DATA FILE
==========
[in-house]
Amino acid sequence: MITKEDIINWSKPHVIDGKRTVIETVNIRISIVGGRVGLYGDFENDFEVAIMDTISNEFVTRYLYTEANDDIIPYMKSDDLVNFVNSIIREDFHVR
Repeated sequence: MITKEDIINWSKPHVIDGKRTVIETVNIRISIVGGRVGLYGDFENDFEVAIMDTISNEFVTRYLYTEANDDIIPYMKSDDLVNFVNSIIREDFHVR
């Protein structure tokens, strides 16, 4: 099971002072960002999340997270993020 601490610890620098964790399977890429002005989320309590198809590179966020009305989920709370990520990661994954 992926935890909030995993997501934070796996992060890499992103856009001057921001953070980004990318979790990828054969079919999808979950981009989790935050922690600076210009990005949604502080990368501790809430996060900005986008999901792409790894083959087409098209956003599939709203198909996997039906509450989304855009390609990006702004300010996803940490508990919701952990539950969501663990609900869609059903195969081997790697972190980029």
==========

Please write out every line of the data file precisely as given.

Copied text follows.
[in-house]
Amino acid sequence: MITKEDIINWSKPHVIDGKRTVIETVNIRISIVGGRVGLYGDFENDFEVAIMDTISNEFVTRYLYTEANDDIIPYMKSDDLVNFVNSIIREDFHVR
Repeated sequence: MITKEDIINWSKPHVIDGKRTVIETVNIRISIVGGRVGLYGDFENDFEVAIMDTISNEFVTRYLYTEANDDIIPYMKSDDLVNFVNSIIREDFHVR
């Protein structure tokens, strides 16, 4: 099971002072960002999340997270993020 601490610890620098964790399977890429002005989320309590198809590179966020009305989920709370990520990661994954 992926935890909030995993997501934070796996992060890499992103856009001057921001953070980004990318979790990828054969079919999808979950981009989790935050922690600076210009990005949604502080990368501790809430996060900005986008999901792409790894083959087409098209956003599939709203198909996997039906509450989304855009390609990006702004300010996803940490508990919701952990539950969501663990609900869609059903195969081997790697972190980029």